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Kava Dermopathy

Mar 10, 2014
Kava Dermopathy
  • Kava and Dermopathy
    Important Information for regular to heavy Kava users


    Kava Dermopathy is a condition theorized to be caused by over consumption, long term use and/or possibly consuming too much root material. Kava Dermopathy has been well documented among Pacific Islanders [1] and is a reversible condition characterized by dry scaly yellow skin covering the palms of the hands, soles of the feet, and back [2]. Kava Dermopathy can present first at: the lips, hands, armpits or other parts of the body although these seem to be the most common based on anecdotal reports. Usually, the dermopathy starts with dry skin (without any peeling or other dermatological symptoms) and progresses to ichthyosis (a scaly appearing rash that peels).

    At the end of this page, the results of my personal trials to treat dermopathy are included.

    Anecdotal reports indicate that the "toss and wash" method of consuming raw root is very likely to cause the dermopathy to occur although it can also occur in traditional types of preparation, although it seems this method is safer from a dermatological respect. Many theories exist as to the cause from a biological level, including but not limited to:
    1. interference with cholesterol metabolism[3]
    2. the presence of an alpha-methylene-butyrolactone group which enables lactones to attach to skin proteins and forming antigens which eventually lead to a state of allergy [4]
    3. reduction in glandular secretions
    4. accumulation of plant flavopigments or kavalactones
    5. chronic allergic dermatitis
    6. a pellagra-like dermatosis,
    7. dehydration [5-10]
    8. niacin deficiency [11].
    Niacin deficiency is the only theory that has been tested, and was found to be ineffective at controlling dermopathy [12]. Other theories have been untested to date.​


    Because Kava is a diuretic, one hypothesized way to prevent dermopathy is to consume significant amounts of water during and/or after kava consumption. Kava dermopathy seems to be most common in heavy and/or long-term users and therefore, decreasing the amount of kava consumed should be effective. Another possible preventative measure is to keep consumption of raw root to a minimum (ie. finely straining, avoiding "toss and wash").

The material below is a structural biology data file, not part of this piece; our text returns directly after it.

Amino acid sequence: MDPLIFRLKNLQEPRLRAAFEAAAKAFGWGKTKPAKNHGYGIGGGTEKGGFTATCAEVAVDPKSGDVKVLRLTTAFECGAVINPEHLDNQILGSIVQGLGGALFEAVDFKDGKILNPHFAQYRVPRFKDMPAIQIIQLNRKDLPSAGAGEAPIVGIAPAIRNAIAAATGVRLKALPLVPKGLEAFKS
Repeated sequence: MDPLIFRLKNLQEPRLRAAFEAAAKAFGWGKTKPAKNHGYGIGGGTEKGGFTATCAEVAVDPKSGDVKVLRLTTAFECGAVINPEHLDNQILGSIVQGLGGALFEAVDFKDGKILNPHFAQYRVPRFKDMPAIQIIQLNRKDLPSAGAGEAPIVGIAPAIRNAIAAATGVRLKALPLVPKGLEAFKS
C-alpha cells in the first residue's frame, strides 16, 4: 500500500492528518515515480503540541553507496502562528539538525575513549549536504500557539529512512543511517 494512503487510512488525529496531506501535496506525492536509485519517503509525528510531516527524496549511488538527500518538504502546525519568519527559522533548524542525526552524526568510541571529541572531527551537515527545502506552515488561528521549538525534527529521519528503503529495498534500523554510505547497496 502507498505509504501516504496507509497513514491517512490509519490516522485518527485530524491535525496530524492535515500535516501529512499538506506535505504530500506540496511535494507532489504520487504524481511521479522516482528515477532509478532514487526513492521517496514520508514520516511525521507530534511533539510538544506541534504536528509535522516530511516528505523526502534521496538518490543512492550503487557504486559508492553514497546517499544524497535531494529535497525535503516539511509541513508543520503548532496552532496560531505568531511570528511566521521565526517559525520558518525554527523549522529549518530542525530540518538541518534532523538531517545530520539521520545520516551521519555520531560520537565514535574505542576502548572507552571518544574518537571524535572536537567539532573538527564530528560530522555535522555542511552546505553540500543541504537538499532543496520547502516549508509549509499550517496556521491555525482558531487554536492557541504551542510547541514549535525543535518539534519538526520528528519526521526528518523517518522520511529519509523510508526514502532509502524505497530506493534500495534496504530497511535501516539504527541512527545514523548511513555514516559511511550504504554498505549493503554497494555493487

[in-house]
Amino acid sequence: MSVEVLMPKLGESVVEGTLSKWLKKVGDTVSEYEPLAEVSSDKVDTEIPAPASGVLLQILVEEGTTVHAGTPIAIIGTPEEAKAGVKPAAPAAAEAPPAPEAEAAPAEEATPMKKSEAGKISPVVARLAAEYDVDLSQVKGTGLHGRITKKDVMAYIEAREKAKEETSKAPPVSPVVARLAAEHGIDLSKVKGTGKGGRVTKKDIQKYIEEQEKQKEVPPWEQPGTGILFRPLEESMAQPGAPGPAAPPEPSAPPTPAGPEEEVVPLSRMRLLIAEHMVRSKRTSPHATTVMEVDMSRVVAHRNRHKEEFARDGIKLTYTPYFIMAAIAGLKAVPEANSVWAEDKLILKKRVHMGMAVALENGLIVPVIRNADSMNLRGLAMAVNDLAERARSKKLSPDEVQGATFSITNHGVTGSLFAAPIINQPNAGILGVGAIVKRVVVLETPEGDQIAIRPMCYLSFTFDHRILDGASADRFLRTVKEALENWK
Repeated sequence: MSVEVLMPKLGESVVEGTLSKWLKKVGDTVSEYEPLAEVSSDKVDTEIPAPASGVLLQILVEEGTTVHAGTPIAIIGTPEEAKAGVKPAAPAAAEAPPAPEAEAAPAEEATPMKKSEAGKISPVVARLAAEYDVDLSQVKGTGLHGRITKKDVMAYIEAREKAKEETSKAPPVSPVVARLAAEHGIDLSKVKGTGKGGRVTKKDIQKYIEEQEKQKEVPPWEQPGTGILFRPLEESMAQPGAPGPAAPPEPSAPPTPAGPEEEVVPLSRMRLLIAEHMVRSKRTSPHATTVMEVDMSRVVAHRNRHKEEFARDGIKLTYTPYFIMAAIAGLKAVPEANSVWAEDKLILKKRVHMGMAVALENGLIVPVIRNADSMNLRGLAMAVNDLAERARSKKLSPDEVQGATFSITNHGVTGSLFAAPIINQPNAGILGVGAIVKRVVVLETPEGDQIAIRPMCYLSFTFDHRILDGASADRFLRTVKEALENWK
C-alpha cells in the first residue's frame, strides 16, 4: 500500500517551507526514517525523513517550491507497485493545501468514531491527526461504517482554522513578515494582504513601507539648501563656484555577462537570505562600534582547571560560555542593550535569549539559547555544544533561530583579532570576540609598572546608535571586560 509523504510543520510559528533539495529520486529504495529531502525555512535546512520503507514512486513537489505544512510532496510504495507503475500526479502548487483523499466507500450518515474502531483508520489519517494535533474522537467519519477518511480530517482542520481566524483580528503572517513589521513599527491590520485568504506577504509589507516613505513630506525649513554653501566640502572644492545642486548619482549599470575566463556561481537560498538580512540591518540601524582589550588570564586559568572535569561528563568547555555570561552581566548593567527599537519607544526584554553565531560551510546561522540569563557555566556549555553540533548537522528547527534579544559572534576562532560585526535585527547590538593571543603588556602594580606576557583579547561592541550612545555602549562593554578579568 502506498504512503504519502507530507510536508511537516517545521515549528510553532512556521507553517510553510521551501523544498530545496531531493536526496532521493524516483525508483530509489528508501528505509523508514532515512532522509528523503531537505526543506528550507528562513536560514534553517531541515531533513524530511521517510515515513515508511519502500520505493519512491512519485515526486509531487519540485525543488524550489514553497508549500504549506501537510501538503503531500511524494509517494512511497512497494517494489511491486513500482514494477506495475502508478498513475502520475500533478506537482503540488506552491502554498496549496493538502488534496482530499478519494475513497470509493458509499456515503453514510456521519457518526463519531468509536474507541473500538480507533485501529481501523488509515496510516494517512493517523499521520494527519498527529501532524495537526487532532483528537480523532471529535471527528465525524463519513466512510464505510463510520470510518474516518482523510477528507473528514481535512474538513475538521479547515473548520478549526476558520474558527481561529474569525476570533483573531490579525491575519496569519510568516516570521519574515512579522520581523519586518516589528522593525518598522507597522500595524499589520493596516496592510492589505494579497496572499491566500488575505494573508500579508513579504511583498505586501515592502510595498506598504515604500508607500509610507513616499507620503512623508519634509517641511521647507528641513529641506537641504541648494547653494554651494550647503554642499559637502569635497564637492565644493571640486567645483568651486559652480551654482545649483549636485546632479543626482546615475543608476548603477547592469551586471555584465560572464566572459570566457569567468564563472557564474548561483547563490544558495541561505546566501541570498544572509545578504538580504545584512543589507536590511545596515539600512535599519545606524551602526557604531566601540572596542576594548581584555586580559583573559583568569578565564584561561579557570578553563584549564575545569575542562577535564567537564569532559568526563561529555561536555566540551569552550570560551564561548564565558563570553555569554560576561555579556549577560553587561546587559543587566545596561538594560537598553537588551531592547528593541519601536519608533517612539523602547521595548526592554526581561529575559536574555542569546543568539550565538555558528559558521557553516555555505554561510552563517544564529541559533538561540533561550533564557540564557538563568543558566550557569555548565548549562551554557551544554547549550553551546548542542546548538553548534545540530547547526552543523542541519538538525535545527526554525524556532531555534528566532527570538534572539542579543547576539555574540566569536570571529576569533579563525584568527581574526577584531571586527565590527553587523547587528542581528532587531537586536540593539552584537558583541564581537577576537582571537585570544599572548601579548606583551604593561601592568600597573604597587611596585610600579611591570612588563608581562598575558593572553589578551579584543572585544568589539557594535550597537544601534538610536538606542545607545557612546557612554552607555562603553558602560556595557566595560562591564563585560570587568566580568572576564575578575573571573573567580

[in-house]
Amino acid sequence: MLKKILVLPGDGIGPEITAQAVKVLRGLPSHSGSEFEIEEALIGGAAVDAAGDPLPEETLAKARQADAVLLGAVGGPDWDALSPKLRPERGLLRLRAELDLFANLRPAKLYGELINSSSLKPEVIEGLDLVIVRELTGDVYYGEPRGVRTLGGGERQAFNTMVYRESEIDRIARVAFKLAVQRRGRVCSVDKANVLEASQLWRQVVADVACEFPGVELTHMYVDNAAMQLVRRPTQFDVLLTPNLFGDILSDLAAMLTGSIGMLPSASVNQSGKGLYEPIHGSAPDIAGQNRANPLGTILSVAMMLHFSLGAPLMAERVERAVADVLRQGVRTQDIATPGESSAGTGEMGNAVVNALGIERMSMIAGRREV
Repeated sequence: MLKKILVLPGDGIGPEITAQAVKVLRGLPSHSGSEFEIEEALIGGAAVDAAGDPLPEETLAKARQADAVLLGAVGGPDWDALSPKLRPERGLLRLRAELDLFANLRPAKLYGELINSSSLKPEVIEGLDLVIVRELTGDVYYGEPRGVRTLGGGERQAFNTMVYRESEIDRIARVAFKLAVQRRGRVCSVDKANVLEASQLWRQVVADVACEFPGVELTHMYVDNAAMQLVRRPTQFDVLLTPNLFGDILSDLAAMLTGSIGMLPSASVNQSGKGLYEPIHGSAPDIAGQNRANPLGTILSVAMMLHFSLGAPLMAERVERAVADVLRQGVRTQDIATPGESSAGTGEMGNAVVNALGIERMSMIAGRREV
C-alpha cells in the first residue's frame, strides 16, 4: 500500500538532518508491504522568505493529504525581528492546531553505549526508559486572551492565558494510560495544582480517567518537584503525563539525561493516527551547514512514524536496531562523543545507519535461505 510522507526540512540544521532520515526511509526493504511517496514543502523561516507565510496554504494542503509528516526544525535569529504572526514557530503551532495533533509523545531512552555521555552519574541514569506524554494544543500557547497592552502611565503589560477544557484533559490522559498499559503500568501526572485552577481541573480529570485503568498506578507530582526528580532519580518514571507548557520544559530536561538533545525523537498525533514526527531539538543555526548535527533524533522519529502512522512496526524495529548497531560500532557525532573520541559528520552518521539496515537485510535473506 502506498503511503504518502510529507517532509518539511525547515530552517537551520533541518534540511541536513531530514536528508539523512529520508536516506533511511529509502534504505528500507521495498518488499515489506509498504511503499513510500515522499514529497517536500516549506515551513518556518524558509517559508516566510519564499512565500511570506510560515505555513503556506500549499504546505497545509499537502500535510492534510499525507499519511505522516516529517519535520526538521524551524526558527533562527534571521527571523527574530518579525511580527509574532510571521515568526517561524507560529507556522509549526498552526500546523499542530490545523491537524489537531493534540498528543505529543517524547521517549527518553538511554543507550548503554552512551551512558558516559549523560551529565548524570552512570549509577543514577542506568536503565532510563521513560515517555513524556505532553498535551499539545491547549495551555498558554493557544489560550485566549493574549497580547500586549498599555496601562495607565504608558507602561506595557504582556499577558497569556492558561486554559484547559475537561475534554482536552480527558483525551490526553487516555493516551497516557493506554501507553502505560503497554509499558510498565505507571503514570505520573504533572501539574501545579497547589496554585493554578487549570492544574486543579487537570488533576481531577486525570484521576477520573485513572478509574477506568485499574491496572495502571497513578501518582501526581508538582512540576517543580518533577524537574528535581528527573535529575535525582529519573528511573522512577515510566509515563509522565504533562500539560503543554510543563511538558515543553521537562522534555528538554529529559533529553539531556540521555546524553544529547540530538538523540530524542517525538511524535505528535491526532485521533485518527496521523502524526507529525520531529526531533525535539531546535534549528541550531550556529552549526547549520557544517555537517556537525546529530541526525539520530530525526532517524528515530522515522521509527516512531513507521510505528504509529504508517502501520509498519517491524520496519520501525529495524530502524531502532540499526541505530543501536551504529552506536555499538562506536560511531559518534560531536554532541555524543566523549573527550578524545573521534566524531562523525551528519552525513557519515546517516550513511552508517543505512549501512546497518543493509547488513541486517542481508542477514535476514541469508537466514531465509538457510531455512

Because the dermopathy is reversible, cessation of kava consumption can heal the dermopathy. Some anecdotal reports reveal that the dermopathy can be manageable with moisturizing lotion, multivitamins and/or Vitamin E applied topically without cessation of kava consumption. However, individuals might not respond well and would have to cease consumption for the condition to resolve.​

    -Multivitamins are almost never contraindicated, and it is certainly possible that they help in the recovery, however there is no evidence to show how or why.​

    -Anti-histamines- Because dermopathy might be due to accumulation of antigens from skin proteins, and therefor an allergic response, 1st generation anti-histamines might have some efficacy. These include the most popular Diphenhydramine (found in Benadryl) and others such as Hydroxyzine (Atarax).​

    -Keratolytics are substances that have the "capability of decreasing cell-to-cell cohesion in the stratum corneum and, therefore, promoting the physiologic shedding process" [13][14]. Because of the accelerate sloughing involved with this, it is possible that keratolytics help to remove 'damaged' skin cells in the dermis which could be the cause of the local reaction associated with dermopathy. Among keratolytics, the two most common are Alpha hydroxy acids (AHA) and Beta hydroxy acids (BHA).
    • BHAs include the common Salicylic Acid which is commonly found in aspirin, but also many "cleansing" or "exfoliating" wipes, lotions and other preparations. BHAs are not as strong as AHAs, but are lipophilic unlike AHAs and can therefore penetrate through the sebum and oil in the skin and its pores.
    • AHAs include lactic, citric, tartaric, malic and glycolic acids. The two most common seem to be glycolic and lactic acid. Glycolic acids are the smallest on a molecular level and are more bioavailable, possibly leading to it being the most common. However, lactic acid has been shown to work exceptionally well for some people with ichthyosis.